previous run-ins I’d had with Indian-based scam artists such as iYogi. There I had written down interaction notes and secondly, ordered a potential victim to get off the phone. It was time to do something like that again – even if it embarrassed Greg.
A quick googling of the main terms — Facebook scam, Messenger scam, government grant – into a search engine revealed two things. First, it was not Greg at all who was chatting with me. It was a criminal somewhere else, probably in Nigeria, who had likely hacked Greg’s account. In fact, there were several fairly recent articles posted about this scheme.
Oh no, wish I had not been so talkative. Second, this is an established scam where the criminals promise a large sum of money—it just takes a certain amount of your private data to fill in the forms and also around $1,500 to deliver the grant sums to your account.
The link to Jack Bailey stood in Messenger, just waiting for a click from me, like Pandora opening that legendary box. What if the offer was real? Was Jack real? He looked real with a chin chiseled out of granite and a solid job in the State Department. What would happen if I clicked?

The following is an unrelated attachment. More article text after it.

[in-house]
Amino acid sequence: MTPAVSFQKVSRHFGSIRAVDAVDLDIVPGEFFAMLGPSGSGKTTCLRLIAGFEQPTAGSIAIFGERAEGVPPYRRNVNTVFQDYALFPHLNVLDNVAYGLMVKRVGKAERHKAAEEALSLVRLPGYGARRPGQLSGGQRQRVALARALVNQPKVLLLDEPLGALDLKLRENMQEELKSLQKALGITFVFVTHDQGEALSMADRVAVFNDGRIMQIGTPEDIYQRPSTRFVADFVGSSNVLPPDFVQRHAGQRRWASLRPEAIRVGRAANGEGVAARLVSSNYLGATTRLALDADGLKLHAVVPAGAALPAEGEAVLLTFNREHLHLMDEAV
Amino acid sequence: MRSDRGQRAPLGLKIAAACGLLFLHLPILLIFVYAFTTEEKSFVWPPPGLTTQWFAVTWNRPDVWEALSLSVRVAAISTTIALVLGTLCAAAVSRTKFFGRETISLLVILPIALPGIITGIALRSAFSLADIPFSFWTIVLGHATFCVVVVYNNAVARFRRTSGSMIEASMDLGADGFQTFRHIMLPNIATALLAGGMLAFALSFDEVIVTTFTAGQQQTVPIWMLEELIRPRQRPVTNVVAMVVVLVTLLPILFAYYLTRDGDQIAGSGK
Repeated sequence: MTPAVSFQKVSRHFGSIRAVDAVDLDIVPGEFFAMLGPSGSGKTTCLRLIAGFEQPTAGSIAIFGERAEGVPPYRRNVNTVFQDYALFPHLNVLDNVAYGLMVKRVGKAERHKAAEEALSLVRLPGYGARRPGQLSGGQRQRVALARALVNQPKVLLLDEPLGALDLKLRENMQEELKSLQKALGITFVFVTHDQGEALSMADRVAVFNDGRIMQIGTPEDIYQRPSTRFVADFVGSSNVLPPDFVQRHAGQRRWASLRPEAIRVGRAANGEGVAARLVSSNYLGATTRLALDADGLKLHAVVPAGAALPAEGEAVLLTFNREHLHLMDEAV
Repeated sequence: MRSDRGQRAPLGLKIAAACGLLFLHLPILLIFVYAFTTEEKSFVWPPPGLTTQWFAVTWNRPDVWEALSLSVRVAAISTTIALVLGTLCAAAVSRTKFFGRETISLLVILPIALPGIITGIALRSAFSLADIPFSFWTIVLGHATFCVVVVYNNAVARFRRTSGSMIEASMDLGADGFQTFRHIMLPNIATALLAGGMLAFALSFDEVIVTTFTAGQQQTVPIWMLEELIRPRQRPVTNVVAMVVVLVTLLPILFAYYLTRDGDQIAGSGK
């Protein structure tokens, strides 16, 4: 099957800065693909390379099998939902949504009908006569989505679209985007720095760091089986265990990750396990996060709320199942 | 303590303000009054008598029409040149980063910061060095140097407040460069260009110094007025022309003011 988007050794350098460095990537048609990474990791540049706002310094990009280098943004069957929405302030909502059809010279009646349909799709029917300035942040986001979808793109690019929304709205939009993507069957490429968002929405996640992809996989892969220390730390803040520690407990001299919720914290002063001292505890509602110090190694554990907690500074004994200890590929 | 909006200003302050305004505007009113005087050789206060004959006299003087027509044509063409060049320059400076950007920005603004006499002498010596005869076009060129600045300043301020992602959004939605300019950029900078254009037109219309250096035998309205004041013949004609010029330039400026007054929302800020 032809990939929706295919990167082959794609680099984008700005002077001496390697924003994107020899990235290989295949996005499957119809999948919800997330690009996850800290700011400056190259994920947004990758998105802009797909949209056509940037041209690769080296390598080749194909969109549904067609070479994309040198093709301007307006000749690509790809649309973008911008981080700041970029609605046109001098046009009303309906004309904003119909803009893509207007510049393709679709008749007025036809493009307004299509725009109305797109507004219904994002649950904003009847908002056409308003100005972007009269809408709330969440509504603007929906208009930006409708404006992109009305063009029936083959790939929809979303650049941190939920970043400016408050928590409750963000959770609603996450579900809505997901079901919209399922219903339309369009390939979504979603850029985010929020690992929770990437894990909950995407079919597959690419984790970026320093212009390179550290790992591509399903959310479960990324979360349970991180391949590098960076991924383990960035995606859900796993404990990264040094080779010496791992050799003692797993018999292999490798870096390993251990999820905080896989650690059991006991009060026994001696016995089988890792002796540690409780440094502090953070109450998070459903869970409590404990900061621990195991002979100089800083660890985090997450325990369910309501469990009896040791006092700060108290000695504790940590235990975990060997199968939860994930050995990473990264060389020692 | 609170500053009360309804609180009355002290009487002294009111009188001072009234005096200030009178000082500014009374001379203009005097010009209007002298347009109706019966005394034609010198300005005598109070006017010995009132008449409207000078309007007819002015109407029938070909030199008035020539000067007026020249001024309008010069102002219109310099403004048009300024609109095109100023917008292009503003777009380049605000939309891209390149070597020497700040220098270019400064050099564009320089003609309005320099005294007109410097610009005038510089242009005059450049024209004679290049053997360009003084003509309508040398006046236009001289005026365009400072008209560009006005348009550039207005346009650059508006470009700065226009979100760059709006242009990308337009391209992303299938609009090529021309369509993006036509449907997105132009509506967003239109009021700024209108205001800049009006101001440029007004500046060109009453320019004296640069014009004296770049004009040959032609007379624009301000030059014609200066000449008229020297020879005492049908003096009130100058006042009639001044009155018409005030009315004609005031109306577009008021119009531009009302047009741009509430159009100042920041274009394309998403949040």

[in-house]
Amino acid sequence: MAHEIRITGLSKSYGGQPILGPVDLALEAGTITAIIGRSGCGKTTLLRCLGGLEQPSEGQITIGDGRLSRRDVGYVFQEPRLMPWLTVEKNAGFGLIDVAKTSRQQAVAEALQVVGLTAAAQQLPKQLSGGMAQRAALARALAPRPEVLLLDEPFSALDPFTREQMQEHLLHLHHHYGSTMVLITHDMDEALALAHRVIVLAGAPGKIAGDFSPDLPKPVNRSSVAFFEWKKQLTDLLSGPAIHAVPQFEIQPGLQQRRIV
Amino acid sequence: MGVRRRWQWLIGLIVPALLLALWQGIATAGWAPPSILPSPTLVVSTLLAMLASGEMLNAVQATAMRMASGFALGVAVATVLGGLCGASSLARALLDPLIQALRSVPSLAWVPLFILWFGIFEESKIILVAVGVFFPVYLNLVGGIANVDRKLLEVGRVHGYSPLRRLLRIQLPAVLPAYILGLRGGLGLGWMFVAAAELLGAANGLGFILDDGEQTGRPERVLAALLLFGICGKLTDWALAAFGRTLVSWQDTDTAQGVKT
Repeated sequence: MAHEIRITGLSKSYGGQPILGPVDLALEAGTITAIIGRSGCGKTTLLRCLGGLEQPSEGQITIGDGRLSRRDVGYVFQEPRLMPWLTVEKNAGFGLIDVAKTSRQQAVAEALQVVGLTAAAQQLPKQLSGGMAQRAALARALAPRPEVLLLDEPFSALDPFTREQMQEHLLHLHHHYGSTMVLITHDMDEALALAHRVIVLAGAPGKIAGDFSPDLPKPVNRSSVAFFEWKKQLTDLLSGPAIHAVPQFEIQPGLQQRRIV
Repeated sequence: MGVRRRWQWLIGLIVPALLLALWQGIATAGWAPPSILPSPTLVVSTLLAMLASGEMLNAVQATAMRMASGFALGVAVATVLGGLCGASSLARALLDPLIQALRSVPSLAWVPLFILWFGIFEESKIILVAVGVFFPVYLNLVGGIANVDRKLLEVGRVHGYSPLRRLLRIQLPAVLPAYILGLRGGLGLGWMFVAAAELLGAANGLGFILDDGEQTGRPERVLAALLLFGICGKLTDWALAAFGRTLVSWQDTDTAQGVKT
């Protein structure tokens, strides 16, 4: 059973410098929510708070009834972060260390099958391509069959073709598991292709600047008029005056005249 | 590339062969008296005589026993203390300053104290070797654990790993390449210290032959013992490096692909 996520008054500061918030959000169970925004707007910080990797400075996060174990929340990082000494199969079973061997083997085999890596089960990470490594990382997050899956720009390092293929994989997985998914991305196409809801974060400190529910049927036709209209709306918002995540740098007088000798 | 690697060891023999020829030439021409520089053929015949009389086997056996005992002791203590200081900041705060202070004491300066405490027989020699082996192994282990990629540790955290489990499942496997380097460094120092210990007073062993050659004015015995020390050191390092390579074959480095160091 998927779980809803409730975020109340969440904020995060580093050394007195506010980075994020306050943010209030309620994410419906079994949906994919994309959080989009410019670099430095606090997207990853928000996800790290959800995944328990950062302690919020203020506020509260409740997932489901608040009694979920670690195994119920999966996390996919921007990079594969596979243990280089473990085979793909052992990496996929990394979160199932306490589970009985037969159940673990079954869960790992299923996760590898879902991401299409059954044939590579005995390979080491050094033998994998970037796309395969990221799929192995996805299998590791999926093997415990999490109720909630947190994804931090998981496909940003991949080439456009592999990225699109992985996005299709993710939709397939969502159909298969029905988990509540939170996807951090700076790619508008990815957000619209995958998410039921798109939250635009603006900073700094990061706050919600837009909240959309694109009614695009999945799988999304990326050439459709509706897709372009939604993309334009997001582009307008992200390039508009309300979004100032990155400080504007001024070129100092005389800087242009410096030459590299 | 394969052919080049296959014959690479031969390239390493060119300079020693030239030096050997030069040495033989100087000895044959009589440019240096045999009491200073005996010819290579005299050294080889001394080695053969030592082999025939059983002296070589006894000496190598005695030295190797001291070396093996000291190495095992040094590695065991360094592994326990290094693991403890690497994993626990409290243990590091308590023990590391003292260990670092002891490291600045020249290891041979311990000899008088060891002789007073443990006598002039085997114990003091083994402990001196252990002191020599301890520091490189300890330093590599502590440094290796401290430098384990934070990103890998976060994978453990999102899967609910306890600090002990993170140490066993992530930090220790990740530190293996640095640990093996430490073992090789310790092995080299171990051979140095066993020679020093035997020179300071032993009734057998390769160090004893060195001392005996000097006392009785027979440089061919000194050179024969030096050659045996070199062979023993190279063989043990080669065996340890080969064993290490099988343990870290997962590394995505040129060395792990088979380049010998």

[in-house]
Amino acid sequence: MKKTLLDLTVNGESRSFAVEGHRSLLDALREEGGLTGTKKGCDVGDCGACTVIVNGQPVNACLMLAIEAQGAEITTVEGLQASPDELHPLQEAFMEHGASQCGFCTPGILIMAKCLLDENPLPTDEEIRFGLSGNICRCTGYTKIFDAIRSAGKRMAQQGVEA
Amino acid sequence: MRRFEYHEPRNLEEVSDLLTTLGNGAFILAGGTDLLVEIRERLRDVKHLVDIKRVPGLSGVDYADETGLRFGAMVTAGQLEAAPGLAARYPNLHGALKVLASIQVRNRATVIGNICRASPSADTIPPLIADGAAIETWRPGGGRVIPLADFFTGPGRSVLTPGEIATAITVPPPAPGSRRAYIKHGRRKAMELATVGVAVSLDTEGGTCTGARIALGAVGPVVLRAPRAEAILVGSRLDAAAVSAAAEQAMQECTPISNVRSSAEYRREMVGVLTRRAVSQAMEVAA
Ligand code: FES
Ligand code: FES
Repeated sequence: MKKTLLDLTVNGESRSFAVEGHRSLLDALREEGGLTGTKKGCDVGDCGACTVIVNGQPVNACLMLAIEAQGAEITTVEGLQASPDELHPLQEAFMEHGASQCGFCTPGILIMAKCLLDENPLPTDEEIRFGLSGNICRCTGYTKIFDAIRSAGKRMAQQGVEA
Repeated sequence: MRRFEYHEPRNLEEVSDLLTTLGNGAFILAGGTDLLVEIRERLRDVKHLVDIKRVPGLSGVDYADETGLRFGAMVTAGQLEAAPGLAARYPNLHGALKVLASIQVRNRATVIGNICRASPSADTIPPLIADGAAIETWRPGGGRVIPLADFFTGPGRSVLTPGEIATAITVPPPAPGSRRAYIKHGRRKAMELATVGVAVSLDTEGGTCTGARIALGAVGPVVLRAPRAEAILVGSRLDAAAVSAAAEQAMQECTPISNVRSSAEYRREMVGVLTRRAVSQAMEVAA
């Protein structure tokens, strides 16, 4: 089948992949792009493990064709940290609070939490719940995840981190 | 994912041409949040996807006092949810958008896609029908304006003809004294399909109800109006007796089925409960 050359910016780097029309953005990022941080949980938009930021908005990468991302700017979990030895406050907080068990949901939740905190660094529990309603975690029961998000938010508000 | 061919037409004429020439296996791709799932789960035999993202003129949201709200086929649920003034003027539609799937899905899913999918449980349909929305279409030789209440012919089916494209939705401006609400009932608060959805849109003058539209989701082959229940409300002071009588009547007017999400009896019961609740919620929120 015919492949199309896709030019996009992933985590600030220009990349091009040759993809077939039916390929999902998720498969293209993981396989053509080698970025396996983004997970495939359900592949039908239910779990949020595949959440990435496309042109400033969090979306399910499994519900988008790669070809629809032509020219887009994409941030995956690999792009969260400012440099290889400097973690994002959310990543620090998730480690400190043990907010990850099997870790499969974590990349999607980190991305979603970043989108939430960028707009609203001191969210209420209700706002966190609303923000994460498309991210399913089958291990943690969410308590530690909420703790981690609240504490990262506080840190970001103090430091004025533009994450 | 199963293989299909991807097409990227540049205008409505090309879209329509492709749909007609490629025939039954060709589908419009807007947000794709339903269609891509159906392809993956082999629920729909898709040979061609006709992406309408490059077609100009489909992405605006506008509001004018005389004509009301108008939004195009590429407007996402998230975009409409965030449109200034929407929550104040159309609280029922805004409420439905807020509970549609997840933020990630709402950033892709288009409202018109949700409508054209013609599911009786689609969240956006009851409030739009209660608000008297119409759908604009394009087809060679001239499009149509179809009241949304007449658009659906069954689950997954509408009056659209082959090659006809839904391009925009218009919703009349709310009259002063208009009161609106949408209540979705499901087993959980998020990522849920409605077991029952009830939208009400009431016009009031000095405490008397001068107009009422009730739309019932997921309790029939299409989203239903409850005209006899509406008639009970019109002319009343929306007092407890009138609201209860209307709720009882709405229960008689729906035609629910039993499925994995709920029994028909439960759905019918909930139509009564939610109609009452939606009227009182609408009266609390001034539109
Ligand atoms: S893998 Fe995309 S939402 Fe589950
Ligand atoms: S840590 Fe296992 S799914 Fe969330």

Instead of clicking, I looked for traces of Jack Bailey elsewhere: There was not a mention of him on LinkedIn or Facebook. Then I looked closer at the message and noticed a few things.
Despite the same red tractor picture, Messenger was warning me that this was not coming from Greg’s usual accounts on Messenger and Facebook. Somehow, the crooks had hacked the account.
The name was also odd. It wasn’t Jack Bailey, it was “Jackbailey101.”
There are places on Messenger and Facebook to report such scams. But beyond shutting down Jack Bailey 101, it’s more important for people to realize that these schemes are always going to be out there and they should take some common-sense preventive actions. As Facebook mentions, two-factor authentication and not clicking on suspicious links are a start.
One important defense factor was not listed though – presence of mind. If I hadn’t been in the middle of a certain home construction project, I would have noticed a lot more suspicious details about the entire interaction.
Remember the Rule of Duck: If it looks like a duck, talks like a duck, and walks like a duck — it probably is a duck. If something looks a little fraudulent, sounds a little fraudulent — it probably is fraudulent.
Virtual friendships have their pluses and minuses – and scams are definitely on the negative side. This one made me realize how much I assume that the person I am chatting with really and truly is that person. And as for Greg, I’ll try to contact him directly about his account hack. And after no direct communication between us for a couple years, it’s time to talk. Really.